I'm frustrated by folks in the U.S. community college system who emphasize that students need to learn 'time management.' A ton of our students must juggle full-time work, family care, & other tasks. They quite simply don't have time. Let's not force students to somehow magically create a 25th hour in the day. Let's figure out as colleges how to deal with students who have no time.
@rusty IMO a big part of time management is learning when you are trying to take on too much. hours in the day != focus in the day. anyone who is actually productive on a regular basis knows this.
so maybe those folks saying students need to learn "time management" should try learning it themselves.
@rusty yuuuuuuuuup. I hear this a lot at a 4-year institution, too. "They need to learn better time management if they want to pass this course" -- okay, sure, but I have this student in my classes too, and I know that they're working two jobs to pay their rent as well as trying to wrangle custody of a friend's kid from the state. What exactly are they supposed to do?
I'm not the chem teacher but I feel like a lot of it is wanting to push rote learning hard so that you can have a huge test for the midterm with a lot of questions where you'll have memorized the right thing or you fail it because you don't have the time to take it slow and derive what you need. If tests had generous amounts of time for fewer questions there'd be less need for memorization and less for heaps of homework?
Of course it's probably not all to blame on teachers, I imagine there's immense pressure to "measure progress" and stuff like that. Similar to when I was going to uni and professors were heavily pressured to take attendance if not enforce it, the latter of which makes *tons* of sense in a mountain school where in the spring semester it's not unusual for it to be physically impossible for you to get to school from snow/ice. I totally didn't have a friend who failed out because of that.
@ari @hafnia @rusty CS/Math prof here, so factor in probable defensiveness 😉. In my case I expect people to spend extra time time outside of lectures because the only way (I know) to learn this stuff is to write programs / proofs yourself. I know students are busy, but I do think if someone is taking 5 courses then that is basically a full time job. Maybe we need to break up our courses into smaller pieces and be more flexible about the timing?
@bremner I have no problem with homework, and I assign a reasonable amount outside of class (about two hours a week, total). My problem is when professors forget that students are not taking only their class and assign several hours of homework a night. At that point, I genuinely feel that there is a problem with the instruction -- either the quality or how much is being forced into a class. @ari @rusty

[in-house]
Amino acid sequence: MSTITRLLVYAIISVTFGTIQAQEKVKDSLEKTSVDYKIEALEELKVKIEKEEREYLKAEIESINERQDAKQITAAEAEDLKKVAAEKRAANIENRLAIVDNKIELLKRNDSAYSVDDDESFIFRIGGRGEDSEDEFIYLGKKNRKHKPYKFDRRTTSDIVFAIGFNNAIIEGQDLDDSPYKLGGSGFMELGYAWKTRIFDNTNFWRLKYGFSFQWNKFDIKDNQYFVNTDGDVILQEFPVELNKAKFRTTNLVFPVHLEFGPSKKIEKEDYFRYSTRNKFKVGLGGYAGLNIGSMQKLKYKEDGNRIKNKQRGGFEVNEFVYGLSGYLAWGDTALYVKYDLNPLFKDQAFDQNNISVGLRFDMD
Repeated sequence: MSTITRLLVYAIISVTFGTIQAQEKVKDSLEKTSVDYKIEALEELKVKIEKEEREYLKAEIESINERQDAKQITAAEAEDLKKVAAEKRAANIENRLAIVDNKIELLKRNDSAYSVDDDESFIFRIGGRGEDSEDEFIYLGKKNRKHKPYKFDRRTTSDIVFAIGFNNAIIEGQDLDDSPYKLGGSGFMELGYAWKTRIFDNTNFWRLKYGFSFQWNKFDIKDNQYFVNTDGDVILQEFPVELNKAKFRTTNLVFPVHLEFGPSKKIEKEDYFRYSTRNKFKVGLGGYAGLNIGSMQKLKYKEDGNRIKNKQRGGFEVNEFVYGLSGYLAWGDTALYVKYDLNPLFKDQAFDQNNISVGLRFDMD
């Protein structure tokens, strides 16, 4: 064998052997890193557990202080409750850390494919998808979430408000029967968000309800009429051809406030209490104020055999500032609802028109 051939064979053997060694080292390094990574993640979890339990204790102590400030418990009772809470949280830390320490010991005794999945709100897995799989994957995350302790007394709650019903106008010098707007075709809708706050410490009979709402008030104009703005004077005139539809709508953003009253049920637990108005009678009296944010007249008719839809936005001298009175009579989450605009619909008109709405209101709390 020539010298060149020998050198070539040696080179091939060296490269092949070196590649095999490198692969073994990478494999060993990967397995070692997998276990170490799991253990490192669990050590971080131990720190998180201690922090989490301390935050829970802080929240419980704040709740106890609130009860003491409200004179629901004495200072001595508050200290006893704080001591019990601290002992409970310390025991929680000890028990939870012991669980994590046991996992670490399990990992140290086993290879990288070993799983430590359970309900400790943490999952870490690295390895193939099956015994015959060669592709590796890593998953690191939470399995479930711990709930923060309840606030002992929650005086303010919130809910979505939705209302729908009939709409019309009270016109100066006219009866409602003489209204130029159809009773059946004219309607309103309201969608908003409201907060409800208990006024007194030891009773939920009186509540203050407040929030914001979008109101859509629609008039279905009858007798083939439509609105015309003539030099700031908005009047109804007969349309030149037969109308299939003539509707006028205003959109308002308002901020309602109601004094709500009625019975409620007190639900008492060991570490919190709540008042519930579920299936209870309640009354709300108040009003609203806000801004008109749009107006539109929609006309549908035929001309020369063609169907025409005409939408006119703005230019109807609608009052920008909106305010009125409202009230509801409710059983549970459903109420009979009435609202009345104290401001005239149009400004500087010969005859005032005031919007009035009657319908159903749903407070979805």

@bremner @hafnia @rusty Timing flexibility is definitely a big thing. More or less agree with @hafnia on it. In my theory classes where it'd be like "Turn these 15 NFAs into DFAs and define a stack machine for this language, it's due in a week" was fine. It's heavy homework loads multiple times a week with short deadlines that's a problem because for example, you don't know when I have that 10 page long econ paper due.
@bremner @hafnia @rusty You're good c: I dunno about the others but I was specifically thinking about a professor who did the same joke every day in calc 1 where at the end of class he would do like
"Okay, your homework assignment today is to do problems 1 to 6 in the book...no, that's not right. 1 to 68"
@vertigo @rusty I dropped out of community college not because I needed to work but because I liked work way better than school. And I'm pretty sure my first job opened way more doors than an associate's degree would have. Probably not a bachelor's degree, but that would have taken another 2-3 years assuming I didn't end up dropping out anyway. And I would have missed out on being acquired the first time, which let me make my first down payment on a house.
@vertigo @rusty On this note, I've been going down a bit more of a researchy path lately with my time and data acquisition project. I've started researching telescopes. Just trying to convince myself to get a Dobsonian to start and then get/build a dedicated telescope for the automated stuff I want to do later. (Dobsonians are best for manual or "push to" pointing, but you get a lot of optical bang for your buck.)
@vertigo What's your focal ratio? According to my research you probably need a device called a "focal reducer".
@vertigo "My research" being this article: https://skyandtelescope.org/astronomy-blogs/imaging-foundations-richard-wright/how-focal-ratio-affects-your-astro-images/
I think I may focus (no pun intended) entirely on astrophotography and forget about convenience for direct viewing altogether.
@vertigo Dobsonians are great for easy viewing from everything I've read. There are always a couple at the amateur astronomy meetups I've been to. I found a refractor with a damaged case I'm considering making an offer on.
@vertigo I'll still need to find a camera for it, but I want to see how good of images I can get with our several-year-old m43 camera body.
Let’s start with social welfare programs which allow single parents tome to go to college and have time to study.
There is a laundry list of things before time management is the issue.
Scholar Social is a microblogging platform for researchers, grad students, librarians, archivists, undergrads, academically inclined high schoolers, educators of all levels, journal editors, research assistants, professors, administrators—anyone involved in academia who is willing to engage with others respectfully.